To Shave Or Not To Shave... Judi Cantu-Thacker's Stance on Warm Weather Shave Downs

Written by Judi Cantu-Thacker - 15 August, 2019

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Nothing brings out a bigger online groomer debate than a discussion about warm weather shave downs. Over the years, I have mostly taken a “no shave” stance. However, as of late, I’ve started seeing things from a different point of view.

Warm Dog

I live in a suburb of Houston, TX. It gets very hot, and it’s quite humid living 60 miles from the Gulf Coast.  Dogs around here spend lots of time in the water, and sometimes the heavier coats of certain breeds don’t dry properly. This creates the risk of mildew and a variety of skin issues including yeast and staph infections. Even weekly and biweekly appointments aren’t always enough to prevent these dangers, as many owners also live in the country and their dogs run through fields and underbrush. And on top of all of that, concerned owners have the mindset that their dog is wearing a fur coat and must be hot because he’s always panting.

As an experienced groomer I know that everything can go wrong, especially with a double coat shave down. Sometimes coats take longer than expected to grow back. Other times, coats grow in patchy. If you go too short, your dog can experience clipper burn or have permanent damage done to the coat. Believe it or not, there is a balance. There is a way to make the owner happy, clip the coats short, keep the skin healthy, and have a proper coat grow back.

When shaving down a coat, you must prep the coat. You don’t want to just take a 10 blade and go to town with your clippers. First, I thoroughly brush the coat. Even though the dog is being shaved, it’s important to remove the undercoat. Double coated breeds are prone to shedding so you must remove excess coat manually with brushes, metal rakes, combs, carding knives etc. There is a tool for every breed. I start with the coarse shedding tool and work down to the finer tools. Be sure to check the skin often while shedding, keeping an eye out for skin irritation. I’ll sometimes use my forced air dryer on a dry dog to remove loose coat.

Next, I put the dog in the tub for a deep cleansing bath. I like to use a rubber curry during the lathering stage. The rubber curry will help to remove more coat, and if I see that the skin is irritated, I will follow up with a medicated shampoo. After the rinse, I take the time to condition. At any point during the bath, you can use your forced dryer to remove more coat while the dog has either shampoo or conditioner on it. In fact, in some cases you can skip the dry de-shed and go straight to the tub using the shampoo/conditioner and high velocity dryer technique. This really helps to keep the mess in the tub, so cleanup is easy. Be sure to rinse all product from the dog’s coat before drying completely.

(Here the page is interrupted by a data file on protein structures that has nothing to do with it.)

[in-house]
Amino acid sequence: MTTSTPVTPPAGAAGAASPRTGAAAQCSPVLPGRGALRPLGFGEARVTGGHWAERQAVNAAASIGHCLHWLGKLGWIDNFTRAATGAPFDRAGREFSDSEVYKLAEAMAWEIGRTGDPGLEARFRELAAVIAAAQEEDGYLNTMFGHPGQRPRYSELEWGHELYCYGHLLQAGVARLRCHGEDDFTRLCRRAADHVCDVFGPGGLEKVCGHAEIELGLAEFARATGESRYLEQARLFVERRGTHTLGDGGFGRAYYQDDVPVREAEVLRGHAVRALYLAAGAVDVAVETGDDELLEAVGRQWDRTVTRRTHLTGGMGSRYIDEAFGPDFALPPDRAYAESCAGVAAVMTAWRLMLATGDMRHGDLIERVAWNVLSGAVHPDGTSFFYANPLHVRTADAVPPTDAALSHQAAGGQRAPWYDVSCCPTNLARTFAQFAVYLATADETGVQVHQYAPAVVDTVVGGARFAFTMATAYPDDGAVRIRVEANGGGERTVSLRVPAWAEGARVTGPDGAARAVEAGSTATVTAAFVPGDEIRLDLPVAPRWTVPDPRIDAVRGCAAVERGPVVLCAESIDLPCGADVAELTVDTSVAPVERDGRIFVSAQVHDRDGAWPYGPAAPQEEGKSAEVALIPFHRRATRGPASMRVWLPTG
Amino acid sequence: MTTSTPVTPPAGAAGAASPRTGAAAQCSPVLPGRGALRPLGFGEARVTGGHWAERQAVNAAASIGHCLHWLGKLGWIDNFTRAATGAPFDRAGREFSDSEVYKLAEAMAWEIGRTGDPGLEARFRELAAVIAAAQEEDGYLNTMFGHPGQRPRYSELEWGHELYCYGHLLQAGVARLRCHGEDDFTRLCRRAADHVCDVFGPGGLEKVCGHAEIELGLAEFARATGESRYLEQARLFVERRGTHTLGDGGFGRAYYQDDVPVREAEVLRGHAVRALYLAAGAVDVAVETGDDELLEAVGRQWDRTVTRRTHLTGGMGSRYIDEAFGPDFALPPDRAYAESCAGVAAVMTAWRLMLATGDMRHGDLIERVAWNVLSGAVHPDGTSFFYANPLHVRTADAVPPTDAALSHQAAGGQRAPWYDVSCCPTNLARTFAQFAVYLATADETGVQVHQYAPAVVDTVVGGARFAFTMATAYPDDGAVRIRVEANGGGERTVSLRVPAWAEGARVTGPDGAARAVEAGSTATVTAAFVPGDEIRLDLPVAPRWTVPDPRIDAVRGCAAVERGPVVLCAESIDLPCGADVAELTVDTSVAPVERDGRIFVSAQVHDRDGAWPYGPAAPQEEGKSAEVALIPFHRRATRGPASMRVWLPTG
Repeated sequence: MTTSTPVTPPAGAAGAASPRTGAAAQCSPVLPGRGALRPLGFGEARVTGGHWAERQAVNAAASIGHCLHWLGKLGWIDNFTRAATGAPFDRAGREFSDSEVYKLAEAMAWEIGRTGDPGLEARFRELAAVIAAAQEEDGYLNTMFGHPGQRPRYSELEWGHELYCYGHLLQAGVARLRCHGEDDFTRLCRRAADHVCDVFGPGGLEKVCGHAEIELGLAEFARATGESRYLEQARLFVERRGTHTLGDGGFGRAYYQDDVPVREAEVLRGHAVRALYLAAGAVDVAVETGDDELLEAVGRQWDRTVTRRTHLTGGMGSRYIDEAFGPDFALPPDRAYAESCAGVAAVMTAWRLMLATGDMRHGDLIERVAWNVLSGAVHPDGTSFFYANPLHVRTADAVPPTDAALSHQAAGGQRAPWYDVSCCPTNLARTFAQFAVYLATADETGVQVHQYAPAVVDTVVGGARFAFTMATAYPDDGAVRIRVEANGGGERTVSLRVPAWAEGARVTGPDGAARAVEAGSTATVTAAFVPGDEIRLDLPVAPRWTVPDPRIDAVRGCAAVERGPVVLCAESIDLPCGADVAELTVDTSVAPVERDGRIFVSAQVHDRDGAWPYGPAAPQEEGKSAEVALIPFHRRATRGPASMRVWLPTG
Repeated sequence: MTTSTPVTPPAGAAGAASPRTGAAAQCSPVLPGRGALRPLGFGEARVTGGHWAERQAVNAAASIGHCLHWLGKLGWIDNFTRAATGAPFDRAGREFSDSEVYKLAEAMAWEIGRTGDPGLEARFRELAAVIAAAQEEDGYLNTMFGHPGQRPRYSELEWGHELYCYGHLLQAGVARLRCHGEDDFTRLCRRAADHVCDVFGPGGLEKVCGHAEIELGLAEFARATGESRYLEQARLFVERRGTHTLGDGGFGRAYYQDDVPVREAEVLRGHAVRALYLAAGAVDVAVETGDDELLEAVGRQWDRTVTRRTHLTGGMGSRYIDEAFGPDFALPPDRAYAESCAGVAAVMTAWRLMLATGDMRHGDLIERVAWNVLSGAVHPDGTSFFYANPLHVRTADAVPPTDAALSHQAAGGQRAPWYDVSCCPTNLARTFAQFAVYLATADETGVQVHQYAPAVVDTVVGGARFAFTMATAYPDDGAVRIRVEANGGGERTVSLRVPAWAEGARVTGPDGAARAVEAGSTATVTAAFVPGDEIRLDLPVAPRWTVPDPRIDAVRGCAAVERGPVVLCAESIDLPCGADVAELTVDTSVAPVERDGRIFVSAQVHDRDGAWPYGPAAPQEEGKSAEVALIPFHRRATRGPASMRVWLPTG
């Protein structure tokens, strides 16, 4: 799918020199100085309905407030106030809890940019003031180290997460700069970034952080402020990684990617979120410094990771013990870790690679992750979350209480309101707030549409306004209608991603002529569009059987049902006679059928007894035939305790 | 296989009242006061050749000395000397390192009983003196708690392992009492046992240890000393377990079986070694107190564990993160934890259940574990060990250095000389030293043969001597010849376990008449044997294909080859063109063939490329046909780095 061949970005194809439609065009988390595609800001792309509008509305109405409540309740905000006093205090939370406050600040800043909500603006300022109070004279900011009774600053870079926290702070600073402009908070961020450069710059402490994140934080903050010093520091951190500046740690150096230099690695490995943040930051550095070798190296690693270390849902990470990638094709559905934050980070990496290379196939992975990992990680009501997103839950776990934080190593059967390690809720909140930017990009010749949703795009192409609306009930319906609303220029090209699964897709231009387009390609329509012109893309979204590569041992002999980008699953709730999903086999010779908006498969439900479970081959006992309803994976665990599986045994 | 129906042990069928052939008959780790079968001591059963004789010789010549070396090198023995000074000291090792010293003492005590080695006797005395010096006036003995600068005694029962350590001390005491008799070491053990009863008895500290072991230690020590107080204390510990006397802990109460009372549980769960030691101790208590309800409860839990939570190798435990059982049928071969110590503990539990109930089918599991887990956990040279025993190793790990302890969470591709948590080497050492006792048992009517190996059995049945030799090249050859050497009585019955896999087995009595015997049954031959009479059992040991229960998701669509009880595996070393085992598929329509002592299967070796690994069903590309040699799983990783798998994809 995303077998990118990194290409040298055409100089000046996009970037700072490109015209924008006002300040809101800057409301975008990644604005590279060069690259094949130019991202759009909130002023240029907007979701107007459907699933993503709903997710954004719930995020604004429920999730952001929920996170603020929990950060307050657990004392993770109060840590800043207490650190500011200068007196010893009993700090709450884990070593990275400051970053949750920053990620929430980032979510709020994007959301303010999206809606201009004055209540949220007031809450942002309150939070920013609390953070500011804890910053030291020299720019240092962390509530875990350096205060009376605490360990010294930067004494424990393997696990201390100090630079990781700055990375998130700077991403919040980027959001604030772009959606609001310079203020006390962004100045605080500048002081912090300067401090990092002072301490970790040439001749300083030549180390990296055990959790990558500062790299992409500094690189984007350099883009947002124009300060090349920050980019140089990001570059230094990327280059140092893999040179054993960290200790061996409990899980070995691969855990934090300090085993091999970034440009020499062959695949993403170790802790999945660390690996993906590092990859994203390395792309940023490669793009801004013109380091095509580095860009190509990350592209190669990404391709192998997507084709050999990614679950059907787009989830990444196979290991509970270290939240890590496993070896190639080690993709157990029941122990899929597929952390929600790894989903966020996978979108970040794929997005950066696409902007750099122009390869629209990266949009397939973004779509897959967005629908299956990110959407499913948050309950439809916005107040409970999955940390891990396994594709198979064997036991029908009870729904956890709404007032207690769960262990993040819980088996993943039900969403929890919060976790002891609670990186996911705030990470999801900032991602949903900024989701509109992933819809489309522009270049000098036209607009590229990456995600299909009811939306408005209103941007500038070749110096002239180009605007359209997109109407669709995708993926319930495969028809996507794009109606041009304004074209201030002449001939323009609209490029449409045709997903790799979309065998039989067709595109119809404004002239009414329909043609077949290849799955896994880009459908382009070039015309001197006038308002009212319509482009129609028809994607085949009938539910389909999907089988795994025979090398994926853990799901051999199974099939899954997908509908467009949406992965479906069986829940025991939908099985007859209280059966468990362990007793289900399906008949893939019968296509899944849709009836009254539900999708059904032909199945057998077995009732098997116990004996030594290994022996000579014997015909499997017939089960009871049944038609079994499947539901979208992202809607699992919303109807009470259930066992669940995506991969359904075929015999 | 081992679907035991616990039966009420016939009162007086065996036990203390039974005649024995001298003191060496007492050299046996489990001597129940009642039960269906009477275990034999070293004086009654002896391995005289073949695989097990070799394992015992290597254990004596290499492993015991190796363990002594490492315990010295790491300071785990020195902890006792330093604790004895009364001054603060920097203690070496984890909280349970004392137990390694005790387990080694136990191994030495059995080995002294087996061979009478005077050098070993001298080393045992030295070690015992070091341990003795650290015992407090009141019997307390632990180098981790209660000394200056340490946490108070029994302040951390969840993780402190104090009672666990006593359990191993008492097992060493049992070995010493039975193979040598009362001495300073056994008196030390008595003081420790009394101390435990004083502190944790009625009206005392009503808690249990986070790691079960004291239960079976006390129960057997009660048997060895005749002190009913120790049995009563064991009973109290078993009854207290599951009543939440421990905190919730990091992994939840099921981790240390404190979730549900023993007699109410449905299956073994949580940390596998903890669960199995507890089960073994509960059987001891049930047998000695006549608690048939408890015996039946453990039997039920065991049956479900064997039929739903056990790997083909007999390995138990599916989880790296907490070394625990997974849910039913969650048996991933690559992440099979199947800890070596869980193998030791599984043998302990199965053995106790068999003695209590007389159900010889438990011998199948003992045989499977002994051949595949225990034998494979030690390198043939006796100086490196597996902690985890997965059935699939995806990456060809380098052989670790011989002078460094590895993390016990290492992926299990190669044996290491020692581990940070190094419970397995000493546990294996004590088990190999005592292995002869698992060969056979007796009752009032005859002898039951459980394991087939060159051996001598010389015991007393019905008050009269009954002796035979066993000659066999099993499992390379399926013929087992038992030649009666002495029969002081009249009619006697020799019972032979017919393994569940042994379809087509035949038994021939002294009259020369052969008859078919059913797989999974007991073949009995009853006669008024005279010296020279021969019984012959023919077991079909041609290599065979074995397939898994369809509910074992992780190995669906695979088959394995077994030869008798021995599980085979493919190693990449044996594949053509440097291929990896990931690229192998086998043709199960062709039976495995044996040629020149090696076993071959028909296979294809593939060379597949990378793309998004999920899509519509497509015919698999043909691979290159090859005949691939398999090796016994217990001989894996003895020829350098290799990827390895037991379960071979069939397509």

Once the bathing and drying process is complete, I’m ready to start my shave down. When I do a shave down, I don’t like to see skin. The shortest I ever take a coat is with a 7F. Anything shorter than a 7 is likely to expose skin. This in turn can cause irritation and make the dog susceptible to sunburn. Going super short also gives the optical illusion of faster growth.

I always groom in the direction that the coat grows. I don’t like to reverse shave. Many like the reverse shave technique so that they don’t leave clipper lines. However, if you remove the undercoat properly, you won’t have clipper lines. Depending on what the owner is looking for, it might be a longer “shave down” with a #0 snap on comb for dogs like Collies and Golden's. Whatever blade you’re using, be sure to brush the coat back and clip. You’ll want to brush back and clip the same area several times to be sure the coat has a smooth finish.

I urge clients to continue regular grooming/bathing schedules while the coat is growing back.  During the “grow back” time, I continue to card/rake the coat every time the dog comes in for a bath or groom. I’ve found that following these steps keeps the skin healthy and the hair follicles clear; that combination produces a healthy coat.

Owners like their double coated dogs shaved for a variety of reasons. The dog is too hot, sheds too much, or it just looks unkempt. Whatever the reason, I'd rather do this for my regular client than lose them to someone who might not take the time to do it right.

Which stance do you take? Drop comments and questions below! 

By: Judi Cantu-Thacker 

Topics: Pet Specialty, Pro Pet


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